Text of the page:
The beach and crystal clear water were absolutely beautiful and scootering is the only way to see them, unless you're talkin' boat.
After meandering our way back to the town of Hvar, we stopped at the Spanish fortress (that was actually built by Venetians) and had a breathtaking view of Hvar town below.

A long hard day of scooterin' sure does take its toll on one, and a beer at the hotel waterfront was the perfect relaxation tactic.

We met up with Holly and Josh for dinner at our hotel and were impressed with the fabulous service, meal and Croatian wine, Grasevina.

ARRRGGH! We come across a fine ship and set sail for the archipelago of Hvar. After a quick lesson on how to evade boat cops, we cast off and motored our S.S. Minnow along sun-bleached jagged coasts, across light-strewn shallows of Adriatic splendor and an island of old naked people.

Exploration began with a slalom-like course bringing us to a narrow spit where water was mere feet on either side.

We discovered crustaceans and named a hermit crab "Jimmie."

We moored in a hidden cove betrayed only by yacht masts visible by afar and had lunch of cheese and ham.

Back in the minnow we spied a solitary rock island that demanded conquest. Chet Johansenn (Jon) dove from the moving boat and scaled the jagged surface to run across. This was our own private island. Free to roam, explore and cannon-ball off of as long as we wished.

We came, we honeymooned, we conquered.

The 284 HV - finest ship in the fleet.

After a Grasevina toast and partial circumnavigation of the islands, tragedy struck - the rum was gone. On a heroic mission of mercy, we docked in sea urchin bay and Jon ran up to secure beer from the locals. The mission was a success, but came at the cost of a score of urchin stingers lodged in his feet. We also saw a guy in a neon green Borat thong and had to ask ourselves if he'd even seen the movie. Very niiiice!

After a birthday dinner for Cat at the Podstine, we crashed to get up for the early ferry.

The ferry took us from Hvar to Duubrovnik. The picture is of the island of Korcula where we moored briefly.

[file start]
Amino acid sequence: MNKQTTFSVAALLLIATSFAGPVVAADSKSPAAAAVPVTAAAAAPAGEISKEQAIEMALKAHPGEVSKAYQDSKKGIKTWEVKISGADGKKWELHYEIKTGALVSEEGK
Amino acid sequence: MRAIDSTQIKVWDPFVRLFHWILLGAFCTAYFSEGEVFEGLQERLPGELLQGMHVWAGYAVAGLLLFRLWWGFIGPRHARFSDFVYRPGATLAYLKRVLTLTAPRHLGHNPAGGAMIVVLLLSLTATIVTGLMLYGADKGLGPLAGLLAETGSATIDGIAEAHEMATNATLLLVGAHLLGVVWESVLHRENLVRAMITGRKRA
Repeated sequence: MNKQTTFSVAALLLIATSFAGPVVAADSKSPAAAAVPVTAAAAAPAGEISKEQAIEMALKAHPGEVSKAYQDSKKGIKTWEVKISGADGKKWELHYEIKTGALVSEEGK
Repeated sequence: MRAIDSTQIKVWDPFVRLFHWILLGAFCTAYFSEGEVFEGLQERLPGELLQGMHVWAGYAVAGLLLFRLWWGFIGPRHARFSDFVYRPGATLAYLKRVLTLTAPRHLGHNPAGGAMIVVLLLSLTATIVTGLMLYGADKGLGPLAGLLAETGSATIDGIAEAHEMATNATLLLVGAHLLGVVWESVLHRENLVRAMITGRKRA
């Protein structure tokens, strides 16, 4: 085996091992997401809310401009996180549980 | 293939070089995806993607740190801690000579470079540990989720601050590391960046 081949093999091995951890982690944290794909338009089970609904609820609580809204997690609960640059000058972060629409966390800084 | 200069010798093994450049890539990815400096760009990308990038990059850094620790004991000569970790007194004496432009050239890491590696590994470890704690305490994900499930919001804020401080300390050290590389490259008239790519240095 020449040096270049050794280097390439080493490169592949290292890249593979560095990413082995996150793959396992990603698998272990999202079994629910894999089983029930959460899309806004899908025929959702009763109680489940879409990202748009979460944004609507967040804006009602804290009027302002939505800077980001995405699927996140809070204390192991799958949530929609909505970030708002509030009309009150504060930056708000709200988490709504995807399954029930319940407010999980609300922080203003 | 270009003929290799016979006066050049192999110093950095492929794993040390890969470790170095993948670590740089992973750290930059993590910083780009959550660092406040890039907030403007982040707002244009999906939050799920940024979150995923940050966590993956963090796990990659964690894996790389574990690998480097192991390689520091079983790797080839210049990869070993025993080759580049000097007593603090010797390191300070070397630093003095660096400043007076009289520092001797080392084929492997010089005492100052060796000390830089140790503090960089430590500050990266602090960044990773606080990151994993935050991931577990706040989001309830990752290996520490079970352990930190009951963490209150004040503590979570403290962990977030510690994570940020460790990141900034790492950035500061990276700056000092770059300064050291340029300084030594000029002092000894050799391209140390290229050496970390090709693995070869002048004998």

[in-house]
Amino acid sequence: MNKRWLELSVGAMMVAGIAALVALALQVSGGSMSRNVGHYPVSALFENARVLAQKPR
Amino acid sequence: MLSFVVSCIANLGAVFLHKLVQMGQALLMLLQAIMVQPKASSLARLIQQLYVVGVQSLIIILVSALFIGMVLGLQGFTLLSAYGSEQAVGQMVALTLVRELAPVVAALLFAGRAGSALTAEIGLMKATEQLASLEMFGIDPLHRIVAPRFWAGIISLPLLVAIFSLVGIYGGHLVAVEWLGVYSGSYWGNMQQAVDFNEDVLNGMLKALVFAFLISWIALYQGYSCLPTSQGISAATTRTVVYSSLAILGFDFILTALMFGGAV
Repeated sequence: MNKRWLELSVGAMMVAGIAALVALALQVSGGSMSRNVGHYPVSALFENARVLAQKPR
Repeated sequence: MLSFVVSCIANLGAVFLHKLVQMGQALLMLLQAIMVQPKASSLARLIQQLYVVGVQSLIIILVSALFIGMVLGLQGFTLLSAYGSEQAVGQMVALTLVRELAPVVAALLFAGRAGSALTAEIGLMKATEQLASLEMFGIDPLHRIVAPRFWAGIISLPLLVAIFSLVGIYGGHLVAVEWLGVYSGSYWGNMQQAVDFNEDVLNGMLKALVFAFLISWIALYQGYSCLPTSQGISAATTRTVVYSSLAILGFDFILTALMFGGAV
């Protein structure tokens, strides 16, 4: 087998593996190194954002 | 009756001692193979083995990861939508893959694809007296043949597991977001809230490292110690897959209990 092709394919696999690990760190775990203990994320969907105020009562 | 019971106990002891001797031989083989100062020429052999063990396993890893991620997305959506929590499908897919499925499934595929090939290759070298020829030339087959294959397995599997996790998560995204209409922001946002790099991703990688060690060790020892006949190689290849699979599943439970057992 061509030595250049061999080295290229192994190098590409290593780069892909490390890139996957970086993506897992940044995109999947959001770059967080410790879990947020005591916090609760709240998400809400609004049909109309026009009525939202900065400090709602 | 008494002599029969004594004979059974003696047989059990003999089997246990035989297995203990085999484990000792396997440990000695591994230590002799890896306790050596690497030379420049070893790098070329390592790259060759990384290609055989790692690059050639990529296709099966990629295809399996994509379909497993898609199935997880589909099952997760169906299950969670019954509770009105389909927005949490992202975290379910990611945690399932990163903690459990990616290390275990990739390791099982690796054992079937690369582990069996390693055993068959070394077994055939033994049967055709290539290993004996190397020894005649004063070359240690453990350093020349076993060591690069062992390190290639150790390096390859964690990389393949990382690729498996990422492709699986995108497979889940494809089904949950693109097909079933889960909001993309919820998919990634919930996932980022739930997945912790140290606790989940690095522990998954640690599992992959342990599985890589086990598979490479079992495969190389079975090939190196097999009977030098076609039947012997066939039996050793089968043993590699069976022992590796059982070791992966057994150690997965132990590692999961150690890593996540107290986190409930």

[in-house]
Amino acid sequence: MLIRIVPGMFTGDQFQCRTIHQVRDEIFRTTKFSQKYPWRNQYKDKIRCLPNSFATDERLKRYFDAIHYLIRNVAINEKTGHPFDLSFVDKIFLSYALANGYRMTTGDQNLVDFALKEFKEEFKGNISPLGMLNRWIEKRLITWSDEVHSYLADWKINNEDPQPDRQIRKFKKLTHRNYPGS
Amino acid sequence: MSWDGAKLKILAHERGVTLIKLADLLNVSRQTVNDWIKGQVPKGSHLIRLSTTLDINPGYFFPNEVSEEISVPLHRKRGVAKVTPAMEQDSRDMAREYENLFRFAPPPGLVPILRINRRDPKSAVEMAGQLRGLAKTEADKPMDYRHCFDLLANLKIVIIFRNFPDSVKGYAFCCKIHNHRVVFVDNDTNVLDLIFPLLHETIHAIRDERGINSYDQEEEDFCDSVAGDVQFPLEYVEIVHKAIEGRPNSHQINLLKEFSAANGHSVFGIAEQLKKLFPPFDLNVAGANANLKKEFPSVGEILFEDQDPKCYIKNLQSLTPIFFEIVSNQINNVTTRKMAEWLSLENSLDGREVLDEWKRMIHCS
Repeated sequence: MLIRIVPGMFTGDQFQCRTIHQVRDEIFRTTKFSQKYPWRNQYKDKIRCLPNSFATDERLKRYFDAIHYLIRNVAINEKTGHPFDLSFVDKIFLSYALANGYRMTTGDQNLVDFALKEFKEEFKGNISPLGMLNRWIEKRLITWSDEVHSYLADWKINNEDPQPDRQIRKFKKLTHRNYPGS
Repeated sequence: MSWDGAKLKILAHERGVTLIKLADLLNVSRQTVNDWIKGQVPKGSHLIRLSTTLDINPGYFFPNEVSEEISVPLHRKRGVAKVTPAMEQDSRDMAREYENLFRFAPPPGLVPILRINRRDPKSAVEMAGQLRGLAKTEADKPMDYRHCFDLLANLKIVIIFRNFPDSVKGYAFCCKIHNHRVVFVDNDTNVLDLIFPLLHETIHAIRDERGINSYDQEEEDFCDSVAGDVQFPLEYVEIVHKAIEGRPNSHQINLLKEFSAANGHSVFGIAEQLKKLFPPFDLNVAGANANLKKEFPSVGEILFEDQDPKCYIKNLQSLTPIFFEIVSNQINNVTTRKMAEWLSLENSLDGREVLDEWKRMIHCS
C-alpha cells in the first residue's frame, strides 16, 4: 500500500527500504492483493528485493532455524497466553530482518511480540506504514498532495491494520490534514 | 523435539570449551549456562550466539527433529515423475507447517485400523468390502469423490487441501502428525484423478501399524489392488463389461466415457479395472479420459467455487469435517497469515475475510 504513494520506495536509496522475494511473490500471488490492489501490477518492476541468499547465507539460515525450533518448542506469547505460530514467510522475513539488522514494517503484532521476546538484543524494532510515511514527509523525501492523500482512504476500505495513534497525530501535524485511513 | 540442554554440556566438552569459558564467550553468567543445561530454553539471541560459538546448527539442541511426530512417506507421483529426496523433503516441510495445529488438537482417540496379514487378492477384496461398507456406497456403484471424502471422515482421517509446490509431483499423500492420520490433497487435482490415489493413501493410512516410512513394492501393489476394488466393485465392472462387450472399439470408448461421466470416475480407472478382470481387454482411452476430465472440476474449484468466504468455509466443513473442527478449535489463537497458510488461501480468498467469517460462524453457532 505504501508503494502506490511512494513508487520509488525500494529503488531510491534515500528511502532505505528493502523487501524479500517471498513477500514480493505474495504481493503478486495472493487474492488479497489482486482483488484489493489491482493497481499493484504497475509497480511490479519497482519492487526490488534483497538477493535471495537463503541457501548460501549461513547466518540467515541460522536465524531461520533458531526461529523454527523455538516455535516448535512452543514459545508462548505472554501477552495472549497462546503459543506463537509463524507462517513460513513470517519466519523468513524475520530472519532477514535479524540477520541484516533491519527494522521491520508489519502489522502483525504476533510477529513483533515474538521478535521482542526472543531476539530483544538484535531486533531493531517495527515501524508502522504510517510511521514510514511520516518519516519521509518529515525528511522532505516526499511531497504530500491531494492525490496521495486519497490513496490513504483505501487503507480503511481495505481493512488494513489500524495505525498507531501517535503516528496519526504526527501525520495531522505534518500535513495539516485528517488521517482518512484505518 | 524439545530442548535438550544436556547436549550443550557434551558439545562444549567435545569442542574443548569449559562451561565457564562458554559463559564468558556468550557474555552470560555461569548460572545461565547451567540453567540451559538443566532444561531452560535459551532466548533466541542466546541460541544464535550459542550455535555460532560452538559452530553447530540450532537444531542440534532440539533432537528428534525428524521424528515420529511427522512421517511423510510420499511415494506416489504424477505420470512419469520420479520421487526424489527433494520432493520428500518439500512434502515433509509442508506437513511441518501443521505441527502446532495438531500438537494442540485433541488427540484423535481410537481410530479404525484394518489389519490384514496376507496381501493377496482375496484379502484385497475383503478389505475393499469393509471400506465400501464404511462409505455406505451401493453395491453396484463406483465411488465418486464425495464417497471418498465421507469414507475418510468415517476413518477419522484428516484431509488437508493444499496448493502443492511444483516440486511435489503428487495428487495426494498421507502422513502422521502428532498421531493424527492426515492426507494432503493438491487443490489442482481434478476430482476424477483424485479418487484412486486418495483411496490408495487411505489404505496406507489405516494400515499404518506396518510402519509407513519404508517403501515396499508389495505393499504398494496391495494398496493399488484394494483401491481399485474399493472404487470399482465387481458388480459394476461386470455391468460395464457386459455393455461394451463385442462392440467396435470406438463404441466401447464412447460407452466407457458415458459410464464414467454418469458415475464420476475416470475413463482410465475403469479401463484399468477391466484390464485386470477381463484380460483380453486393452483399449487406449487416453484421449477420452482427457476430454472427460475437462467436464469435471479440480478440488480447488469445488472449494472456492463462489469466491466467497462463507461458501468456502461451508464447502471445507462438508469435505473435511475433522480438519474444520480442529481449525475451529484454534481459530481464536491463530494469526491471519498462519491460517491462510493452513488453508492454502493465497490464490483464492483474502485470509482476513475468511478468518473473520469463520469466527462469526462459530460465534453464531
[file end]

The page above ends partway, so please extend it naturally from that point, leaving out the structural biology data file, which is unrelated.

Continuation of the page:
As Holly and Josh were also traveling to Dubrovnik the same day, we were able to endure the six-hour journey together on the tourist-packed boat.

Dubrovnik was bustling. After a short cab ride to Hotel President, we hit the beach. Having boated, scootered, swam, the next way to explore would be in the air. The picture shows Jon parasailing above our hotel in the distance.

We had an awesome room with a run-way style balcony.

That night, we met up with Holly and Josh downtown, old town Dubrovnik. The summer music festival was rockin', traditional Croatian music reverberated off the marble walls of the city.

We searched out the myriad and labyrinthine passageways of the old walled city.

After a few drinks, Holly turned into Donlonatella Versace calling everyone "stupid peaches." Elton John showed up and she threw a drink at him. (Any SNL fans out there?)

The brilliant idea to rent a car and drive to Montenegro manifested when Holly and Josh showed up in a sporty red V 1.5 Euro car. The border was surprisingly close (under an hour) and surprisingly packed (the Rolling Stones were in town).

Quick facts about Montenegro: the world’s newest nation, declared its independence on June 3, 2006. It is about the size of Connecticut, with a population of 650,000. The country got its name (literally, “black mountain”) from the dark, mountain forests that cover the land. Some 60 percent of the country is more than 1,000 meters (3,280 feet) high, with the tallest peak reaching to 2,522 meters (8,274 feet). It boasts 117 beaches along the Adriatic coast, mountain ski resorts, the medieval city of Kotor, and other cultural sites. The new country uses the euro as its currency and plans to join the European Union.
... and we rocked it!

These pictures are across from Kotor Bay, where we would hang out and bask.

The most incredibly scenic restaurant ever was located on the narrow track of land between an 800 meter mountain ridge and the waters of the Adriatic. Stari Milni (the old mill) had its own fish ponds and waiters wore traditional garb.

For our final night in Croatia, we dicovered a bar named "no nude, no topless," but we went anyway. This bar was located on the rocks outside the Dubrovnik sea wall directly over top the water.

After parting ways with Hosh and Jolly, we caught a Beatles cover band and danced until the last bus leaving from old town.
Our final day was spent walking the 2 km wall around the city. This would be the only historical learning done on the entire trip.

Stay classy, Croatia.